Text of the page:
Chris McDonald shares decades of experience

Paul Watson, Lamp staff

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Like most professors, McDonald’s speaking engagements are limited. His full-time job is teaching introductory political science classes.

“It’s brilliant!” comes to mind when McDonald thinks about how rewarding introductory political science classes are.

“It’s also incredibly annoying, infuriating and about the most rewarding thing I can think of,” he adds.  Especially, when a class of students begin to think about an issue.

He says former students contact him by email or on Facebook to say, “Hi, I took your class in 1998 and I still remember……”

They also update him about “all the cool things they are doing,” he said. “That’s pretty difficult to beat.”

Even though community college students are sometimes stereotyped, McDonald said, LLCC has had, and will always have, students as good as anywhere.  “Many go on to do great things,” he added.

McDonald has two favorite classes.

“I love the international politics class and running the Model UN team,” he said.  He also thinks they are “real eye-openers for his students.”

He reserves most of his passion for political theory class.  “It sparks great discussion,” he said, “makes students think in new ways.  I love seeing them wrestle with ideas and work through things they haven’t thought about before.”

American government class, he said, “is one of the most important given the context in which we live. If I can’t do math, two plus two will still equal four, but if I am unaware of my rights, or how the system operates, then it will change on the basis of that ignorance and not in ways that will necessarily be in my interest. Democracies require informed citizens.”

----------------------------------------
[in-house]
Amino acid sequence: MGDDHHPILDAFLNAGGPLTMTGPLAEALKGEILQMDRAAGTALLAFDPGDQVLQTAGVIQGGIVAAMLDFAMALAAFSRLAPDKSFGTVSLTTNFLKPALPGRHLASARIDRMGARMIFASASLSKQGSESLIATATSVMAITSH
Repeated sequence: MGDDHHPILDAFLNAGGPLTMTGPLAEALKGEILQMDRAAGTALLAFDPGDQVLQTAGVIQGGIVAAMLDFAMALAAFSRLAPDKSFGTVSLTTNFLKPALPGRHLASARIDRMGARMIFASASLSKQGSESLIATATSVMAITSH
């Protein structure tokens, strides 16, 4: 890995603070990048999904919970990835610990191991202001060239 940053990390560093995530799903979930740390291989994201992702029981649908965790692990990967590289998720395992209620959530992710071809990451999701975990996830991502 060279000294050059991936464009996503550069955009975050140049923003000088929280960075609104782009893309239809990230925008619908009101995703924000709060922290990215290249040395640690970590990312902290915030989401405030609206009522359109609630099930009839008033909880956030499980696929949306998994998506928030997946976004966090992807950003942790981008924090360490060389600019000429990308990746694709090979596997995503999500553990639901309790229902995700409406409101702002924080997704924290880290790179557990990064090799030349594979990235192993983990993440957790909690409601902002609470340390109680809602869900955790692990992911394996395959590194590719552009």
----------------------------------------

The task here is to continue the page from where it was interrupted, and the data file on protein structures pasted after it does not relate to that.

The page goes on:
Gordon Davis, who graduated LLCC last year, said he had Prof. McDonald for International Relations and Model United Nations classes. “As a professor, I found Prof. McDonald to be engaging, thoughtful, incredibly informative, and caring,” Davis said. “Lincoln Land Community College couldn’t wish for a better professor.”

After gaining experience with teaching and research while earning a master’s degree and doctorate in political science and government at the University of Georgia (UGA) in 1993 and 1998, respectively, McDonald realized what he liked best.

“I figured out pretty early on that, although I liked research,” he said, “I didn’t want to be in the research rat-race, but I enjoyed teaching and thought it was something I was reasonably competent at, so I applied for mainly teaching jobs at liberal arts schools and community colleges.”

McDonald said the community college mission of serving non-traditional students is very important.  When LLCC offered him a job, he said, “I was really happy.”

He thought he would leave after a few years.

“I guess 20 years later,” he said, “that’s less likely.”

After two decades, McDonald still believes in the mission of the community college.

“LLCC has a superb group of faculty,” he says.  “I really don’t think people realize how good many of my colleagues are at what they do.”  Even though he thinks they are often taken for granted, he says, “I love being part of that group.”

McDonald earned his bachelor’s degree in international relations and strategic studies from Lancaster University in the United Kingdom in 1991.  He said one of his professors urged him to apply to the UGA for graduate studies.  McDonald said he applied “to keep him from nagging me.”

“As it happens,” he said, “I am very glad I did.”  UGA offered him an assistantship, while the UK universities did not.  He said it was “a bit of a mercenary decision really, but one which now, 28 years later, I am glad I made.”

Paul Watson can be reached at [email protected]

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Chris McDonald shares decades of experience